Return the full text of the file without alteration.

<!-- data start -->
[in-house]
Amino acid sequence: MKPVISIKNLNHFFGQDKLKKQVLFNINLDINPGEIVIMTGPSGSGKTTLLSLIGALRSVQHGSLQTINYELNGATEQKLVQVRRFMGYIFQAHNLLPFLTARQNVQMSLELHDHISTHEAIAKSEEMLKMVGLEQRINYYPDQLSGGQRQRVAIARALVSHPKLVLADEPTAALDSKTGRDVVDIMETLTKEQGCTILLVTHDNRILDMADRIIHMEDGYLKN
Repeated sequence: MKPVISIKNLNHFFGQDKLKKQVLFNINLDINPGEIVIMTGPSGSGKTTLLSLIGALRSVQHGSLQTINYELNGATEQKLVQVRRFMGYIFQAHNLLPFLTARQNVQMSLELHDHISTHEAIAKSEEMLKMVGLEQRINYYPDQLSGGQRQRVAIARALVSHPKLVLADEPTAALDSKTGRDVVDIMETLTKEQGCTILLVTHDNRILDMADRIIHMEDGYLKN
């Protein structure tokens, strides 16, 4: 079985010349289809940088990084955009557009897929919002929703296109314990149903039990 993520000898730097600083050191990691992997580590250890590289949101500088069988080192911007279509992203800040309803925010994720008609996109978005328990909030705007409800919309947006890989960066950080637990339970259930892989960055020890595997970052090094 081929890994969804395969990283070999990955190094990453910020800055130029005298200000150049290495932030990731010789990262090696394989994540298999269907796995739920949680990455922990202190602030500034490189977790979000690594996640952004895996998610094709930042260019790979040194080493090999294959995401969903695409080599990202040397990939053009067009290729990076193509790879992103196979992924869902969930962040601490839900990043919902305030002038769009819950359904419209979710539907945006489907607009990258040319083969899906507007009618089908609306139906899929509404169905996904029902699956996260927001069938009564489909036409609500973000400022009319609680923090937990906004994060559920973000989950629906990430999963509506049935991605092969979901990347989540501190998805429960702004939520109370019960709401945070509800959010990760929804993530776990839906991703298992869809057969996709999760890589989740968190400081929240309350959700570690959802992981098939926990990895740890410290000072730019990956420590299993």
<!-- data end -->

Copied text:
[in-house]
Amino acid sequence: MKPVISIKNLNHFFGQDKLKKQVLFNINLDINPGEIVIMTGPSGSGKTTLLSLIGALRSVQHGSLQTINYELNGATEQKLVQVRRFMGYIFQAHNLLPFLTARQNVQMSLELHDHISTHEAIAKSEEMLKMVGLEQRINYYPDQLSGGQRQRVAIARALVSHPKLVLADEPTAALDSKTGRDVVDIMETLTKEQGCTILLVTHDNRILDMADRIIHMEDGYLKN
Repeated sequence: MKPVISIKNLNHFFGQDKLKKQVLFNINLDINPGEIVIMTGPSGSGKTTLLSLIGALRSVQHGSLQTINYELNGATEQKLVQVRRFMGYIFQAHNLLPFLTARQNVQMSLELHDHISTHEAIAKSEEMLKMVGLEQRINYYPDQLSGGQRQRVAIARALVSHPKLVLADEPTAALDSKTGRDVVDIMETLTKEQGCTILLVTHDNRILDMADRIIHMEDGYLKN
């Protein structure tokens, strides 16, 4: 079985010349289809940088990084955009557009897929919002929703296109314990149903039990 993520000898730097600083050191990691992997580590250890590289949101500088069988080192911007279509992203800040309803925010994720008609996109978005328990909030705007409800919309947006890989960066950080637990339970259930892989960055020890595997970052090094 081929890994969804395969990283070999990955190094990453910020800055130029005298200000150049290495932030990731010789990262090696394989994540298999269907796995739920949680990455922990202190602030500034490189977790979000690594996640952004895996998610094709930042260019790979040194080493090999294959995401969903695409080599990202040397990939053009067009290729990076193509790879992103196979992924869902969930962040601490839900990043919902305030002038769009819950359904419209979710539907945006489907607009990258040319083969899906507007009618089908609306139906899929509404169905996904029902699956996260927001069938009564489909036409609500973000400022009319609680923090937990906004994060559920973000989950629906990430999963509506049935991605092969979901990347989540501190998805429960702004939520109370019960709401945070509800959010990760929804993530776990839906991703298992869809057969996709999760890589989740968190400081929240309350959700570690959802992981098939926990990895740890410290000072730019990956420590299993």